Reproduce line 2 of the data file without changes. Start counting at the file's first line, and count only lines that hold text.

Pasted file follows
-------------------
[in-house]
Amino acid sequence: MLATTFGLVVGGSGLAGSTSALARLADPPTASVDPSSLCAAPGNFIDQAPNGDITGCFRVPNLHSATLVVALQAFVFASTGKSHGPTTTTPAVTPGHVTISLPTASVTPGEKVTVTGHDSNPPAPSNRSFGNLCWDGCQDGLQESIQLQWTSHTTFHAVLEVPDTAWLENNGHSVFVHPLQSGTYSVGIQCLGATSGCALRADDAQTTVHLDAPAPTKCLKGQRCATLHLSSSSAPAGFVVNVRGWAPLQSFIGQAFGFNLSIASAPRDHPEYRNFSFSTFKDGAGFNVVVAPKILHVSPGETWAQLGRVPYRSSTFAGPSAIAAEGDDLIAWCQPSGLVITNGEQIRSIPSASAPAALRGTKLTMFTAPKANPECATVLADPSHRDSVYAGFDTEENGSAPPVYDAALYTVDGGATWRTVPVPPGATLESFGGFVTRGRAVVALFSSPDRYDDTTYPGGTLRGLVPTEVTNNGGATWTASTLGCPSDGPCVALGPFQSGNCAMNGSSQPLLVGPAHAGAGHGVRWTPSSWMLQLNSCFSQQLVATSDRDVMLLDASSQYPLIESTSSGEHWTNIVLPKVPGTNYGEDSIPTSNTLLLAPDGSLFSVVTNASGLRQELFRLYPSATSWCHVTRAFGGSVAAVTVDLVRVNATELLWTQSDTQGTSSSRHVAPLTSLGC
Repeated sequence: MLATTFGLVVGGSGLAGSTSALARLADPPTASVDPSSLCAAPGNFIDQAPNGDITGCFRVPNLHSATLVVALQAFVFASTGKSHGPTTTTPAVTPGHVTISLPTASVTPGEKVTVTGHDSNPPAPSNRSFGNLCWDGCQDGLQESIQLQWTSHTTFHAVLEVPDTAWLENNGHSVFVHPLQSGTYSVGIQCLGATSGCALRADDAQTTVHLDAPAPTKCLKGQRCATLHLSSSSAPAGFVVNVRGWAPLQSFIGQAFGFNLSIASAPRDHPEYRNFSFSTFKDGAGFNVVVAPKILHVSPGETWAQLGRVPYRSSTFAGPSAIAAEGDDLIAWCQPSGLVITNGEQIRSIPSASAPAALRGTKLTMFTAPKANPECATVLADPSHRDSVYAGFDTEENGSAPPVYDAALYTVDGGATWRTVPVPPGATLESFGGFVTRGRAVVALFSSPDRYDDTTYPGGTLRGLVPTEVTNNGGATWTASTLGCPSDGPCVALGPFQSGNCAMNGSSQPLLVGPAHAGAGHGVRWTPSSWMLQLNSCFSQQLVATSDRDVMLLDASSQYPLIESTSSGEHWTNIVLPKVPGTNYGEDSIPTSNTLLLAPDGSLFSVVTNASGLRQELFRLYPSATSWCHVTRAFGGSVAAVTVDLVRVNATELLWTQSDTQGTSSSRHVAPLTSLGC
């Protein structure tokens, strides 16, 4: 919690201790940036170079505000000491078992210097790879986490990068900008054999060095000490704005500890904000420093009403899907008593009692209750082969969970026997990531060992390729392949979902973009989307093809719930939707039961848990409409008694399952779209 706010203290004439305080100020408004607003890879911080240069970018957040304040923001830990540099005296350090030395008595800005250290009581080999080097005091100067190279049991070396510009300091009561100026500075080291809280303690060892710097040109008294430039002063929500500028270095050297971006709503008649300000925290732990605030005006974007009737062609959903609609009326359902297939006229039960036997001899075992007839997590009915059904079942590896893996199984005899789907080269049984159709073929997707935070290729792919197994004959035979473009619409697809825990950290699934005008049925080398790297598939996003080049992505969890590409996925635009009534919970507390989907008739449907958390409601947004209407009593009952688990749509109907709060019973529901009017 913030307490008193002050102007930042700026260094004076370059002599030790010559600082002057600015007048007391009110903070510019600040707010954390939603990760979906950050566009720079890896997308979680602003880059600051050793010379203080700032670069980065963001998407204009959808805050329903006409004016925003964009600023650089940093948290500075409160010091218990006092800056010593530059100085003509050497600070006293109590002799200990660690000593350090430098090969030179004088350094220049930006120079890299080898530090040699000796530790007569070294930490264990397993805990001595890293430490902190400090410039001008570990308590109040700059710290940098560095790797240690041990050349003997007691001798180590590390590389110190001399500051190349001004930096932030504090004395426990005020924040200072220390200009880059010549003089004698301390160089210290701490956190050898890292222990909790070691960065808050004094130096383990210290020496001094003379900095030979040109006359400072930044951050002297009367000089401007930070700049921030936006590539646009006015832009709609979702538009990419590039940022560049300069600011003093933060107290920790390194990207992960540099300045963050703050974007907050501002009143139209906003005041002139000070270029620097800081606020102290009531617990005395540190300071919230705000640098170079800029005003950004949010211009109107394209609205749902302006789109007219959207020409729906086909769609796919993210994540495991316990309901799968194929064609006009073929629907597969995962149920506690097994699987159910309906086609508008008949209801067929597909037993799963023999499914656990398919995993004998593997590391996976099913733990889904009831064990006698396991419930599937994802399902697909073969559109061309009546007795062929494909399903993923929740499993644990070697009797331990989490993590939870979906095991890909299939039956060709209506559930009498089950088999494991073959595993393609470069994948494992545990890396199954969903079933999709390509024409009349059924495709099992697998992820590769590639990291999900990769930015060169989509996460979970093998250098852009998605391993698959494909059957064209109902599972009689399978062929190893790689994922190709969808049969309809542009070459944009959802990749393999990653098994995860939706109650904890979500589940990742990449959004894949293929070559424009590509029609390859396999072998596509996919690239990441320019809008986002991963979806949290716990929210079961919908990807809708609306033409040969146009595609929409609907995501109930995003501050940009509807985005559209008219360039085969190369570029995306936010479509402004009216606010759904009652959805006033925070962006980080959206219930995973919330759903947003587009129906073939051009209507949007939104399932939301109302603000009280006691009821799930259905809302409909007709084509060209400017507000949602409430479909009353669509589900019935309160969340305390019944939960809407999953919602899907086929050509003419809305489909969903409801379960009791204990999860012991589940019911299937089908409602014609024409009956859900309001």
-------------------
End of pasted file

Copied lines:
Amino acid sequence: MLATTFGLVVGGSGLAGSTSALARLADPPTASVDPSSLCAAPGNFIDQAPNGDITGCFRVPNLHSATLVVALQAFVFASTGKSHGPTTTTPAVTPGHVTISLPTASVTPGEKVTVTGHDSNPPAPSNRSFGNLCWDGCQDGLQESIQLQWTSHTTFHAVLEVPDTAWLENNGHSVFVHPLQSGTYSVGIQCLGATSGCALRADDAQTTVHLDAPAPTKCLKGQRCATLHLSSSSAPAGFVVNVRGWAPLQSFIGQAFGFNLSIASAPRDHPEYRNFSFSTFKDGAGFNVVVAPKILHVSPGETWAQLGRVPYRSSTFAGPSAIAAEGDDLIAWCQPSGLVITNGEQIRSIPSASAPAALRGTKLTMFTAPKANPECATVLADPSHRDSVYAGFDTEENGSAPPVYDAALYTVDGGATWRTVPVPPGATLESFGGFVTRGRAVVALFSSPDRYDDTTYPGGTLRGLVPTEVTNNGGATWTASTLGCPSDGPCVALGPFQSGNCAMNGSSQPLLVGPAHAGAGHGVRWTPSSWMLQLNSCFSQQLVATSDRDVMLLDASSQYPLIESTSSGEHWTNIVLPKVPGTNYGEDSIPTSNTLLLAPDGSLFSVVTNASGLRQELFRLYPSATSWCHVTRAFGGSVAAVTVDLVRVNATELLWTQSDTQGTSSSRHVAPLTSLGC